Twenty fascinating facts about fungi 

Whistler naturalists host 'A painless introduction to Mushrooms' on May 14

click to enlarge IMAGE SUBMITTED - Fungi Fun guy Lawrence Millman will be speaking about mushrooms at a talk on May 14.
  • image submitted
  • Fungi Fun guy Lawrence Millman will be speaking about mushrooms at a talk on May 14.

If you're someone who's intrigued by these 20 fascinating fungi facts, please join the Whistler Naturalists for "A Painless Introduction to Mushrooms" with mycologist Lawrence Millman on May 14 at 7 p.m. at the Whistler Museum. All are also welcome to attend the Naturalists AGM before the presentation from 6 to 6:30 p.m.

Fungi facts:

1. You can remove all the birds and still have a forest, but if you remove all the fungi, the forest will die.

2. In forest soils, the fungal biomass is 90 per cent of the total organismic weight.

3. A thimbleful of soil will contain several miles of fungal mycelia (fine filaments).

4. Fungal species outnumber plants in temperate forests 10 to one.

5. The lift power of fungi is remarkable — a few species can push up asphalt with a lift of approximately 400 kilograms.

6. For every fungal compound, there is a mate. One such compound — norbadione A — happily bonds with radioactive isotopes, especially cesium.

7. A large percentage of North America's fungal species are actually undocumented species masquerading under European names.

8. The nitrogen-fixing ability of certain lichens (lichens inhabit Kingdom Fungi) makes them a primary source of nitrogen in nutrient-deprived soils.

9. Due to toxic emissions, there are fewer lichens beside roads with high-speed limits than beside roads with low-speed limits.

10. Ninety per cent of all plants have fungal partners.

11. Almost anything organic can be a fungal substrate. A recently discovered species inhabits elf urine-moistened leaf litter.

12. Fungi can be very specific in their choice of hosts. For example, there's one species that inhabits only the antennae of certain cockroaches.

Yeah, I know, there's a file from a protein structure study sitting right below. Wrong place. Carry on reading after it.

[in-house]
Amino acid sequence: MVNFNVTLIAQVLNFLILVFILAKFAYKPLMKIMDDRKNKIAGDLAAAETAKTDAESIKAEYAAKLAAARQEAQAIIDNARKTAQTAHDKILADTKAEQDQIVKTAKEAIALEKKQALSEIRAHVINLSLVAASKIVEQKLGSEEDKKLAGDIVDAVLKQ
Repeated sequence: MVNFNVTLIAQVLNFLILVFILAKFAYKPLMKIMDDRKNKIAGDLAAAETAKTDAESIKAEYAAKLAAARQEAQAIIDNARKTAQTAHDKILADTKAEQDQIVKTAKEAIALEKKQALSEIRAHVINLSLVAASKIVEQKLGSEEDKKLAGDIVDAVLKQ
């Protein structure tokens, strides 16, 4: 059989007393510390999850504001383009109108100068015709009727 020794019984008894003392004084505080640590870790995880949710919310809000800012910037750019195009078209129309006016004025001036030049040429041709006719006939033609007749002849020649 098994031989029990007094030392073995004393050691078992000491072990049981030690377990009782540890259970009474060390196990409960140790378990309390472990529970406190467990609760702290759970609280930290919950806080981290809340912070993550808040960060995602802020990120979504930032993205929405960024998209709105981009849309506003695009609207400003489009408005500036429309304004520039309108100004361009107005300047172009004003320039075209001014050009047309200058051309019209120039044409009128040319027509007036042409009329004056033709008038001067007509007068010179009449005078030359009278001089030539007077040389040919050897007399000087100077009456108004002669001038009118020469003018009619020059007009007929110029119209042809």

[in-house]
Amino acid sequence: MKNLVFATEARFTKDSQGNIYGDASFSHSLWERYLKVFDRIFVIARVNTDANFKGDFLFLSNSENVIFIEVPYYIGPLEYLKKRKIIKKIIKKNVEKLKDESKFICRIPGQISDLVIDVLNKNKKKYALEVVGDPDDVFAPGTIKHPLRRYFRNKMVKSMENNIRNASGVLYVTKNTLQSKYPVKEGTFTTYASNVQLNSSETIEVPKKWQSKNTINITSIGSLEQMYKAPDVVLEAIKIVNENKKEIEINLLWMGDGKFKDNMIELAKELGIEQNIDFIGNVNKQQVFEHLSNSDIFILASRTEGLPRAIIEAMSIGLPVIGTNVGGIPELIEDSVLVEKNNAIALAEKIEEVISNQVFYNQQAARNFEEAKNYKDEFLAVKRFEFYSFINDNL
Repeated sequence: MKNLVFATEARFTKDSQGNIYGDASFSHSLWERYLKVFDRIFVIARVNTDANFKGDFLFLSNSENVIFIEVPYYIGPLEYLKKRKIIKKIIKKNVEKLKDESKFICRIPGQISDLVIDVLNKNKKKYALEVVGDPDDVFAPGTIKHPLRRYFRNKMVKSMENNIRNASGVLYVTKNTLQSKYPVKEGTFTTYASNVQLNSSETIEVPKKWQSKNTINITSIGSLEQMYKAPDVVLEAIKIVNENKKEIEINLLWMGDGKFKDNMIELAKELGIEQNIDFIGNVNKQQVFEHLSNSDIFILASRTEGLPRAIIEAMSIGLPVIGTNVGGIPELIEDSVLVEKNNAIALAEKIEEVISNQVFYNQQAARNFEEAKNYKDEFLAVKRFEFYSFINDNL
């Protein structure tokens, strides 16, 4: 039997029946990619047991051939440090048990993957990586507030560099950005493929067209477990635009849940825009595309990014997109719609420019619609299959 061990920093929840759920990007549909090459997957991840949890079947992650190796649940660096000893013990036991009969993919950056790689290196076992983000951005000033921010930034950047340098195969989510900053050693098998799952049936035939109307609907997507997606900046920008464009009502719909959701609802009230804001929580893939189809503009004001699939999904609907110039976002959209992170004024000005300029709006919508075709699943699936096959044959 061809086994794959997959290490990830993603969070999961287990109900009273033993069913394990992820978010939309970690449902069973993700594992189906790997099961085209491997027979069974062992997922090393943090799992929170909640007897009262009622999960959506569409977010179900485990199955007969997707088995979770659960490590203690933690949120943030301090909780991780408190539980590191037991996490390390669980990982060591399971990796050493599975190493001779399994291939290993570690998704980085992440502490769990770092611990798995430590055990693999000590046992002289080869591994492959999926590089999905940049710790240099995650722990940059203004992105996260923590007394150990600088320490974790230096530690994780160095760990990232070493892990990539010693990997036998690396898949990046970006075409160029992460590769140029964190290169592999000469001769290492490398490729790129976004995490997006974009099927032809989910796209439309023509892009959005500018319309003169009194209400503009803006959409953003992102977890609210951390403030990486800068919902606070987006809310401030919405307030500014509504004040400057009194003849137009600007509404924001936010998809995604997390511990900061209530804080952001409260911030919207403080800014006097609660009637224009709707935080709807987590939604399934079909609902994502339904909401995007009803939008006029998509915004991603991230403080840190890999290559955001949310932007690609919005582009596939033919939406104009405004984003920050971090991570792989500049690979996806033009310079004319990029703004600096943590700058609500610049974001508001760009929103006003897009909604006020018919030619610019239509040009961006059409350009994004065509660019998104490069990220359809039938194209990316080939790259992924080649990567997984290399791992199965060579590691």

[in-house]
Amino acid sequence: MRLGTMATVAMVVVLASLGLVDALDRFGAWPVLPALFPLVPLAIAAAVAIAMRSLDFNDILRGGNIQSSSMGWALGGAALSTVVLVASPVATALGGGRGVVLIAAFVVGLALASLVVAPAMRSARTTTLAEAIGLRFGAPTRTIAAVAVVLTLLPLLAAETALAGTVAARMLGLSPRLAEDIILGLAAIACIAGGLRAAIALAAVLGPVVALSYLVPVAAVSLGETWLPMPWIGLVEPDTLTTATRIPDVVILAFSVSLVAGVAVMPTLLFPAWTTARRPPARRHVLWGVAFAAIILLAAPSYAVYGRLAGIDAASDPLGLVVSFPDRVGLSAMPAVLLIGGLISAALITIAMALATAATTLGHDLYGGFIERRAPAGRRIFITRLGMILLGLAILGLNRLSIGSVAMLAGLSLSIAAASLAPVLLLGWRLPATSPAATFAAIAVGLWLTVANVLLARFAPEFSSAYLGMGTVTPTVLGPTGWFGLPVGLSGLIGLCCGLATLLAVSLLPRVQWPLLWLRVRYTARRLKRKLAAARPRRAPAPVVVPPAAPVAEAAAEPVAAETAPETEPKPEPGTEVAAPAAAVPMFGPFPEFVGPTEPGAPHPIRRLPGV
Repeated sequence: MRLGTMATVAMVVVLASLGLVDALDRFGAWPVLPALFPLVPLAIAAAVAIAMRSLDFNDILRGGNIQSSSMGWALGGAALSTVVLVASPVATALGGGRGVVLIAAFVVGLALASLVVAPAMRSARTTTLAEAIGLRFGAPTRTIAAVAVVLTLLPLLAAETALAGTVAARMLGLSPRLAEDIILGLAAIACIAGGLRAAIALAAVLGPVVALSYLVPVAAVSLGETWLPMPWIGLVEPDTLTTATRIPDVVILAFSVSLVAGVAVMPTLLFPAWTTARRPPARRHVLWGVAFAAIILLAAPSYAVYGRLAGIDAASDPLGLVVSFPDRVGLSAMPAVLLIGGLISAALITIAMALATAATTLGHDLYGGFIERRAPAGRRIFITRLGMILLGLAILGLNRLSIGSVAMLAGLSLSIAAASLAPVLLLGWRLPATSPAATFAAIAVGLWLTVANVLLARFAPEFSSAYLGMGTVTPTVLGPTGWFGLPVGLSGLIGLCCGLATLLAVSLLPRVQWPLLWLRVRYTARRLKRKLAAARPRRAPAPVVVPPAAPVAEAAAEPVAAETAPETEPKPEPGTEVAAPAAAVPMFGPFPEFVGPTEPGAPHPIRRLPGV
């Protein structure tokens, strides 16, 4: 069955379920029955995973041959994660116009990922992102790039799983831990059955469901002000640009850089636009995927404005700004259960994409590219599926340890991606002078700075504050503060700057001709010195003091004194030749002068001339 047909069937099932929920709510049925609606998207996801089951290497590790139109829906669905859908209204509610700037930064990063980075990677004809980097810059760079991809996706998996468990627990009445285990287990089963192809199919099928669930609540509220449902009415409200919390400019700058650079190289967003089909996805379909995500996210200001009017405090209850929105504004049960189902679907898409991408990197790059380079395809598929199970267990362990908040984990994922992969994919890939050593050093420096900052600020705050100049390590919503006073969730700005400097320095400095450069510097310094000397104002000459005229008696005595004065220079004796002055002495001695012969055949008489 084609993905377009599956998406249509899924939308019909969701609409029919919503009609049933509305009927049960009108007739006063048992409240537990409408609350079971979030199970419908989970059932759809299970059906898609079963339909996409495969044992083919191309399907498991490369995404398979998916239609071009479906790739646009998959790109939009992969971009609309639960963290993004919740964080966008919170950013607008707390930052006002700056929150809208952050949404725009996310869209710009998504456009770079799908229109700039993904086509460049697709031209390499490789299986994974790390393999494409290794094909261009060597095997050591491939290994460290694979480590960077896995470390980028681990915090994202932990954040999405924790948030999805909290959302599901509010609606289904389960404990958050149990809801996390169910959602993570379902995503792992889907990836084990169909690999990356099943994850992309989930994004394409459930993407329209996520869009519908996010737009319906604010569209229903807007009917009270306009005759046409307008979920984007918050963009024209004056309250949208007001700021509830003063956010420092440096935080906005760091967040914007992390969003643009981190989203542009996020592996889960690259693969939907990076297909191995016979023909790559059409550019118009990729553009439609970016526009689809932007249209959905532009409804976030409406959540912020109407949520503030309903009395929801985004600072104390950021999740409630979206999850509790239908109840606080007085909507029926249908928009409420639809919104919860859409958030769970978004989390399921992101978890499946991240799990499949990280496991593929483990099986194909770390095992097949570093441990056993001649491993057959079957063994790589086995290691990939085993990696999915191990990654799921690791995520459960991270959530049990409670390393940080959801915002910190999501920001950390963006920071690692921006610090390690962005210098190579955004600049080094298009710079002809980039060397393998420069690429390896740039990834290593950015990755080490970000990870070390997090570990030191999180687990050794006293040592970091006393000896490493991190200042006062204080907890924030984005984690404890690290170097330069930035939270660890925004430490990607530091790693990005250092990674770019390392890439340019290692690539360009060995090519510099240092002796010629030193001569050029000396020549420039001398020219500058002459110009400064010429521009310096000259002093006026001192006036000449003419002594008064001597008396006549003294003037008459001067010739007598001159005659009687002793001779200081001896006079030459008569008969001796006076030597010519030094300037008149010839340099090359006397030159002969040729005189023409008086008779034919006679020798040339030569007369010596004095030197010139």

13. Is it a parasite (derives nutrients at the host's expense)? A saprophyte (lives on decaying organic matter)? A symbiont (has a relationship with another species where both benefit)? To know a fungus, you need to be aware of how it makes its living.

14. Since fungi like disturbances, you'll find a greater variety of species in a clearcut than in an old growth forest.

15. The pillow on which you put your head at night hosts (at conservative estimates) 500,000 fungal spores.

16. A giant puffball contains approximately seven trillion spores.

17. Far fewer people die every year from eating toxic mushrooms than from dog bites.

18. A dry year is a good year for fungal parasites.

19. Less than 10 per cent of all fungi have been identified.

20. Fungi are a critical lynchpin in virtually every ecosystem.

Lawrence Millman is the author of 16 books, including such titles as Last Places, A Kayak Full of Ghosts, Our Like Will Not Be There Again, and Lost in the Arctic.

His books on fungi include Fascinating Fungi of New England, the first ever guide to New England mushrooms, and Giant Polypores & Stoned Reindeer, a series of essays about his travels in search of odd, rare, and hallucinogenic mushrooms.

He has documented fungi in places as diverse as Borneo, Greenland, Costa Rica, Panama, a meteor crater in northern Quebec, Western Samoa, Iceland, Belize, and Wachusetts Wildlife Sanctuary in Princeton, Massachusetts, where he has inventoried more than 500 species.


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